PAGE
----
Are there items of instruction in these verses to which you ought to give heed to increase your sensitivity to the whisperings of the Spirit?


It has never been a part of God’s program to do for his children things that they could do for themselves. Because of this, the prophet and his followers quickly recognized the need for an aggressive and effective program of secular education for those who belonged to the kingdom.

In June of 1831, William Phelps and Oliver Cowdery were commanded by the Lord to select and to write books for church schools.

And again, you shall be ordained to assist my servant Oliver Cowdery to do the work of printing, and of selecting and writing books for schools in this church, that little children also may receive instruction before me as is pleasing unto me. (D&C 55:4)

The Lord commanded his people to “set in order the churches, and study and learn, and become acquainted with all good books, and with languages, tongues, and people” (D&C 90:15). Saints were to “obtain a knowledge of history, and of countries, and of kingdoms, of laws of God and man, and all this for the salvation of Zion” (D&C 93:53).

Again, referring to the words of Rigdon,

The object of our religion is to make us more intelligent . . . to make men better by making them wiser; more useful, by making them more intelligent . . . on all subjects, on which intelligence can be obtained. (Oration Delivered by Mr. S. Rigdon on the 4th of July, 1838, Far West, Missouri, p. 9)

The Lord indicated how comprehensive this learning by study should be when he indicated that it should deal with,

Things both in heaven and in the earth, and under the earth; things which have been, things which are, things which must shortly come to pass; things which are at home, things which are abroad; the wars and the perplexities of the nations, and the judgments which are on the land; and a knowledge also of countries and of kingdoms. (D&C 88:79)

When we have gone as far as human learning can carry us, or when the information we need can only be obtained by divine dispensation, then we must seek learning by faith. The Lord directed his followers to learn such things as “the law of the Gospel” (D&C 88:78), “all things that pertain to the kingdom of God” (D&C 88:78), “the doctrine of the kingdom” (D&C 88:77), and the “laws of God” (D&C 93:53). In other words, to use the language of Alma,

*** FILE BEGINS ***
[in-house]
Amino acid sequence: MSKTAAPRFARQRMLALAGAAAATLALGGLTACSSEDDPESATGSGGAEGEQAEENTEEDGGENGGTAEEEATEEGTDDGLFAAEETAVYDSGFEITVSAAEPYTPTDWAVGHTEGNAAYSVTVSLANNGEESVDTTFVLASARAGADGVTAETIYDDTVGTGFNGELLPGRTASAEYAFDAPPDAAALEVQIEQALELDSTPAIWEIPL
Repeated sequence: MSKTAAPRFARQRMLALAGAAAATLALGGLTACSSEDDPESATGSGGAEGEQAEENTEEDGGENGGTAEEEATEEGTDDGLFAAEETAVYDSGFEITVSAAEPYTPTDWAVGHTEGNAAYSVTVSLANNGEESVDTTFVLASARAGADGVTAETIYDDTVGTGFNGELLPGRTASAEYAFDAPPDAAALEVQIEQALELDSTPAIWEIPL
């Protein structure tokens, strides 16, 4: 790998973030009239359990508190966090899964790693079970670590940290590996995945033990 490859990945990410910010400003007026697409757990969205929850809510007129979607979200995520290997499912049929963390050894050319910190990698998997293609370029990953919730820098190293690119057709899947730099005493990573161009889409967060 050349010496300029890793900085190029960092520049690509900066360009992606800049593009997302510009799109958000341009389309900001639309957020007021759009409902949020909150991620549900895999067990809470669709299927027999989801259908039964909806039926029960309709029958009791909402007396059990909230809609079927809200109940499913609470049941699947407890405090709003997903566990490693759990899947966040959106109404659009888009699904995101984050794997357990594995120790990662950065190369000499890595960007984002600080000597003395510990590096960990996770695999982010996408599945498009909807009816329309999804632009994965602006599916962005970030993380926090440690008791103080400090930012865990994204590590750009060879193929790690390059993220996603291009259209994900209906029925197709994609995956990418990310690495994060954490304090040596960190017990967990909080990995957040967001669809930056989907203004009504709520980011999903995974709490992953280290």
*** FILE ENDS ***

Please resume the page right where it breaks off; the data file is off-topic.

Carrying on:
He that will harden his heart, the same receiveth the lesser portion of the word; and he that will not harden his heart, to him is given the greater portion of the word, until it is given unto him to know the mysteries of God until he know them in full. (Alma 12:10)


Our current cultural emphasis on education might lead us to believe that going to school and learning are the same things and that the second cannot take place without the first. A moment of thought will convince you that this cannot be true. What gaps would there be in your ability to deal with life if all you knew was what you learned in school? The Saints are under divine and prophetic injunction to continue learning throughout the years of mortality.

A modern-day apostle said it this way:

In the age in which we live today, education is absolutely essential. No one without a good education can really excel. We have a great responsibility in the Church to encourage everyone to have a lifetime search for education. (Elder L. Tom Perry, News of the Church, Ensign, Mar. 1999, 78)

We should each give as much as we can to help the Perpetual Education Fund of the Church. If education serves a vital function in the countries where it is difficult to obtain, it will also serve a vital function among those who have a much greater access to educational opportunities. We ought to contribute when we can to the PEF, but we also ought to search for continuing opportunities to increase our own education throughout our lives.


In D&C 88:119, we are told that the temple is to be a @house of learning.@ The temple is a place of covenant and ordinance and endowment, but it is also clearly an educational institution. My opinion is that the temple experience is the most intense and powerful educational experience on the planet.

The Lord said,

Verily I say unto you, that it is my will that a house should be built unto me in the land of Zion, like unto the pattern which I have given you. . . That they may be perfected in the understanding of their ministry, in theory, in principle, and in doctrine, in all things pertaining to the kingdom of God on the earth, the keys of which kingdom have been conferred upon you. (D&C 97:10-14)

Look at these verses in D&C 97 and consider the statements and the implications relating to educationCto instruction.

CONCLUSION: Elder Marion D. Hanks quoted President David O. McKay when he said,

What, then, is true education? It is awakening a love for truth, a just sense of duty, opening the eyes of the soul to the great purpose and end of life. It is not teaching the individual to love the good for personal sake, it is to teach him to love the good for the sake of the good itself; to be virtuous in action because he is so in heart; to love and serve God supremely, not from fear, but from delight in His perfect character. (Instructor, August 1961, p. 253.) In the face of a great, changing world, it is our duty to teach the truth, to transmit the fine, sweet, uplifting things of our culture, and to inspire action. In order to do this, we must keep learning. (Marion D. Hanks, “Good Teachers Matter,” Ensign, July 1971, 61,62)